Related Articles

Back to Latest Articles

Crime and Livability Problems at Rental Properties

Crime and Livability Problems at Rental...

Read this story in Spanish.

By the City of Portland’s Crime Prevention Program

We often hear from tenants who are experiencing crime and crime-related livability problems in their rental properties. These problems are exacerbated when management or landlords are unresponsive to tenant complaints or may be contributing to the issues on the property. On occasion, we hear of instances where management has threatened to evict them or retaliate if tenants report criminal activity to the police. It is important for tenants to learn what resources they can turn to for assistance.

Some of the resources that can be helpful in solving problems:

Landlord/Manager: Often landlords and managers are interested in maintaining the livability and safety of their property. However, they may not be aware that their tenants are causing problems. When tenants report disturbances to management, even in confidence, managers at least know what is going on and can determine how to proceed. They must issue violations in accordance with the provisions of the lease and have some evidence (i.e. police reports or management or tenant observations) to pursue an eviction in civil court. If you are witness to the disturbances, they may need your support. When owners or managers are not responsive to addressing problems on the property, you may need to look to outside sources for help.

Lease and Landlord-Tenant Laws: Before signing any lease or rental agreement, you should understand what is included in the agreement.

Community Alliance of Tenants (CAT): CAT is an organization that provides education to tenants on Landlord-Tenant Law and can help organize tenants whose rights are being violated by landlords and managers. If you are facing eviction or harassment after reporting problems on the property to the landlord, police or other agencies, CAT is a good resource to contact. They should also be contacted if you are the victim of domestic violence and want to understand your housing rights. They have Spanish-speakers on their staff and provide information in English and Spanish on their website at If you need urgent assistance from a landlord-tenant attorney, call 2-1-1 or visit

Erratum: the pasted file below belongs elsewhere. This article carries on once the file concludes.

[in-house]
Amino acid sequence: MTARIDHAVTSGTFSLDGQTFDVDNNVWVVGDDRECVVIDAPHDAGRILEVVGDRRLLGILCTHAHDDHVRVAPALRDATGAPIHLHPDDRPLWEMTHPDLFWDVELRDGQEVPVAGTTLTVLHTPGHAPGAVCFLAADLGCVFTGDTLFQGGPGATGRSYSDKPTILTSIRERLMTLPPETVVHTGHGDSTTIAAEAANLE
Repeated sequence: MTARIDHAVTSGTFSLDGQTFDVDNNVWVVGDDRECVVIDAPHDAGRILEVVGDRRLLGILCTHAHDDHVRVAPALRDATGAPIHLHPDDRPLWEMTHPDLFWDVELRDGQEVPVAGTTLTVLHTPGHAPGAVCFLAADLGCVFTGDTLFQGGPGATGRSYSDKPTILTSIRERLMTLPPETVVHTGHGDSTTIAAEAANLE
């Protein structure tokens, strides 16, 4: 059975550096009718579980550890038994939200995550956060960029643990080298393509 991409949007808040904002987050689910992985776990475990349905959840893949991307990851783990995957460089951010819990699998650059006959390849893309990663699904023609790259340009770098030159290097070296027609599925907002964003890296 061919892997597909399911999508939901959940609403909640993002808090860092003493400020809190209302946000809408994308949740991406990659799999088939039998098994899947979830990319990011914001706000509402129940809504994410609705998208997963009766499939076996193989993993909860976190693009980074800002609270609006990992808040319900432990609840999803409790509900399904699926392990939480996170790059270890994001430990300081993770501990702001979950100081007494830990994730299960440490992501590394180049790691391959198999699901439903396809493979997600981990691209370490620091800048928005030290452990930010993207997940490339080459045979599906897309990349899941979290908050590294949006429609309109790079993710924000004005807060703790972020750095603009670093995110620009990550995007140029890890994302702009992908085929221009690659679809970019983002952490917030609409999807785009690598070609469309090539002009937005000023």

2-1-1: Dial 2-1-1 if you are trying to find a low-cost legal aid, rent assistance or emergency shelter. They also provide referrals to other social service agencies.

Fair Housing Laws: Landlords cannot discriminate based on the federally protected classes of race, color, national origin, religion, gender, familial status and disability. Oregon state protected classes also include marital status, source of income, sexual orientation including gender identity, and domestic violence victims. To report any cases of discrimination, call Fair Housing Council of Oregon at 503-424-3247 and select extension 2.

Local Housing Inspectors: In Portland, there are Housing Inspectors who respond to housing code complaints for interior and exterior issues such as building safety and structural problems, mold, sanitation and trash. If the complaint is about the interior of an apartment unit, the inspector must have permission to enter the premises. If they find violations, they issue a letter to the landlord to abate the problems. Non-compliance can result in fines to the landlord. To report a violation, visit

Police: Always call 9-1-1 if you observe an immediate threat to life or property. For suspicious activity in the City of Portland that is not an immediate threat, call the police non-emergency number at 503-823-3333. Important points to consider when calling the police:

If you don’t report activity, the police will not be aware that there are problems in your community.

It is preferable for you to provide your name and contact information to the 9-1-1 Center call taker. If you are concerned, you can tell the call taker that you want to remain anonymous. In some cases, this request may limit what can be done and may prevent an officer from following up with you.

If there is any information that might improve police response to an incident, let the call taker know. They will relay those details to the responding officers. For example, you may recommend where they enter the apartment complex to avoid detection.

When you do not want the officer to stop by your residence, tell the call taker fielding 9-1-1/non-emergency calls of your preference. Inform the call taker that you would like a call-back from the responding officer.

What to do if there are problems on the property and your landlord is not helping:

  • Document the date, time, activity and who is involved in an incident on the property and take photos. If the police were contacted, include that in your notes.
  • Talk to your neighbors to collaborate on potential strategies.
  • Contact resources that can help and keep communication records.

If you observe crime and livability issues on your rental property that are not being addressed by the landlord, protect yourself and know your rights. Work with your resources and neighbors who can help.

To learn more about the Crime Prevention Program, visit the City of Portland’s Crime Prevention Program website at for English; for Spanish, or call 503-823-4064.

Photo Credit: Korz 19 via photopin (license).



Related Articles


Sit-in at Capitol alerts legislators that they have overlooked someone

Richard Jones El Hispanic News Salem, OR — Ethnic minority leaders had made speeches, conducted meetings, and led marches, but Oregon’s politicians didn’t seem to be listening....

Posted on by EHN Staff

County commission tells ICE to back off on arresting families

  Richard Jones El Hispanic News Portland, OR — Last May when John Morton, director of the United States Immigration and Customs Enforcement (ICE), signaled a new emphasis on...

Posted on by EHN Staff